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Table 3 Benefits of performing medication reviews in secondary care, mentioned by care providers in both interviews and focus groups

From: Medication reviews in hospitalized patients: a qualitative study on perceptions of primary and secondary care providers on interprofessional collaboration

Benefits of performing medication reviews in secondary care
Performing medication reviews is part of providing good care (e.g., trying to reduce readmissions)
‘Well, I think the most important argument is that it is part of proper conduct, preventing continuing damage ... Of course, it would be great if that does not happen again.’ (Geriatrician, 5–10 years of experience [yrs], focus group [FG] 3)
Performing medication reviews could be complementary to primary care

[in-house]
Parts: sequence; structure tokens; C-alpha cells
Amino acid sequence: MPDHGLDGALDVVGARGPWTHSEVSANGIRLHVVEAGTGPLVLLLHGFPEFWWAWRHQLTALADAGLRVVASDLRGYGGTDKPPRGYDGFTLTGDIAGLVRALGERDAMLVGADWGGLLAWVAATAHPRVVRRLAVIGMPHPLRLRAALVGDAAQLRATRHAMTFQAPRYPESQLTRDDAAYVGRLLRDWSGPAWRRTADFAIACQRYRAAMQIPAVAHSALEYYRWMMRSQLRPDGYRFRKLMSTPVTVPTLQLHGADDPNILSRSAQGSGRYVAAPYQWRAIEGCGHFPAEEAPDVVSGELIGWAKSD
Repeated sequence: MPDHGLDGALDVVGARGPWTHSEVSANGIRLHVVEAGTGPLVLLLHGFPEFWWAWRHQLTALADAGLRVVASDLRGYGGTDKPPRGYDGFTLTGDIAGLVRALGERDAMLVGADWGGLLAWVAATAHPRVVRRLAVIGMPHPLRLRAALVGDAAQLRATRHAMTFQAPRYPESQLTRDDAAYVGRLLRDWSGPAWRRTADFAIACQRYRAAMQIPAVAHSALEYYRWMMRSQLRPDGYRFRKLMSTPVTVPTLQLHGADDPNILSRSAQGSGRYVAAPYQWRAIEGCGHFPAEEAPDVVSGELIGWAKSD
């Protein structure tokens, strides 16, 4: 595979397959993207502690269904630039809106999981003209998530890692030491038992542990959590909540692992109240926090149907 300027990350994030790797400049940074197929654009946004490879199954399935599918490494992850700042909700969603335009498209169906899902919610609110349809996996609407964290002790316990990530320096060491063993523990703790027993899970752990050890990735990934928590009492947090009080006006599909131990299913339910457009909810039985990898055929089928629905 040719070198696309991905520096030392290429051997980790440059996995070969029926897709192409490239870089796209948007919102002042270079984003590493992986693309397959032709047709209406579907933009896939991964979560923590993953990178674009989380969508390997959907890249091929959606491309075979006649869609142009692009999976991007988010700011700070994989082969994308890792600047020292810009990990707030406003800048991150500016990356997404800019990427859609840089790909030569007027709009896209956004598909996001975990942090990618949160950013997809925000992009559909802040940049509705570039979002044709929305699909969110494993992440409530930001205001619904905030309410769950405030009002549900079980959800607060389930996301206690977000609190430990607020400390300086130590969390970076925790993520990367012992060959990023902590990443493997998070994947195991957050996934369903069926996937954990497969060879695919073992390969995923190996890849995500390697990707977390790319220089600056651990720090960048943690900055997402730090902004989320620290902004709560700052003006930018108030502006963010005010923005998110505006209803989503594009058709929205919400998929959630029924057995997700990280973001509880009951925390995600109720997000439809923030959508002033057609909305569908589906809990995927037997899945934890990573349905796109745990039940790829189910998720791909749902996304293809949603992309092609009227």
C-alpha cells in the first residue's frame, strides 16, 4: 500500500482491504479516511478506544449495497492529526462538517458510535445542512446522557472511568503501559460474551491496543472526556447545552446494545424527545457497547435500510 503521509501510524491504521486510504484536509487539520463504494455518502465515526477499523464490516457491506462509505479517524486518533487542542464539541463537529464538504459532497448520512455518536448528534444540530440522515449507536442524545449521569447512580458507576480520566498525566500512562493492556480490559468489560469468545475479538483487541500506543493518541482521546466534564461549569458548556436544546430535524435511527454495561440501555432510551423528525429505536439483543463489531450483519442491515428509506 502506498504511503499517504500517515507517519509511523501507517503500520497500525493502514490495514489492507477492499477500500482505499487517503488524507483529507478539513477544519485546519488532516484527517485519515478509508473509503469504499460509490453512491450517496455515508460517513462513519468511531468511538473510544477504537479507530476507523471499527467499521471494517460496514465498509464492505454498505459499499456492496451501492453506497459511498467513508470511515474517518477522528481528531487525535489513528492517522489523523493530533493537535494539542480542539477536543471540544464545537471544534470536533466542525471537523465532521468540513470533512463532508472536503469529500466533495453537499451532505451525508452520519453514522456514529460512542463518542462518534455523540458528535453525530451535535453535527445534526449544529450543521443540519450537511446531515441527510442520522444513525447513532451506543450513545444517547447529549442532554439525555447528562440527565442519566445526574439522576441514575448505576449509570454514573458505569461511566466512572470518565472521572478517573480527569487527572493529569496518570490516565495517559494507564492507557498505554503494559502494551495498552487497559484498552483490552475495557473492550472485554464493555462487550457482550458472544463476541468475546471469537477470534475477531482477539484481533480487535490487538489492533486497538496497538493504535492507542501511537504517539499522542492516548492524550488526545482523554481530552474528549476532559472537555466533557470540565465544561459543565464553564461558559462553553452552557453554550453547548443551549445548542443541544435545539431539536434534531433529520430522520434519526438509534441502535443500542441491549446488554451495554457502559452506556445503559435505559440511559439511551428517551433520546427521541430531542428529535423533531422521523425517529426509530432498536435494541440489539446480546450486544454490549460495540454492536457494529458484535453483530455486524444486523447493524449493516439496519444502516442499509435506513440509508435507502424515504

‘But of course, there are people who slip through the cracks, for example due to new facts that are not yet known.’ (Geriatrician, 5–10 yrs, FG 3)
A hospital setting has advantages compared to the primary care setting
- Access to hospital expertise and diagnostic tools
- Access to multiple specialists or consulting parties
- Possibility of monitoring patients when implementing medication changes
- More time available during hospital admission as opposed to the consulting setting of primary care
- Using the hospital admission as motivation for implementing changes
‘That is the advantage of secondary care. That you are, of course, present 24 h a day to see how that patient is doing.’ (Pharmacist working in hospital [HP], < 5 yrs, FG 3)
Education for young physicians
‘I really do notice that when you’re an assistant in training, this is very useful for the rest of your career. You are collecting knowledge.’ (GP, 10–20 yrs, FG 1)
Creating a complete patient file after discharge
‘I think that if you do a medication assessment before discharging a patient, you create ample stability for after the patient has been discharged and establish clarity for the GP, the public pharmacy, and the specialist and paint a complete picture.’ (CP, 10–20 years of experience, FG 1)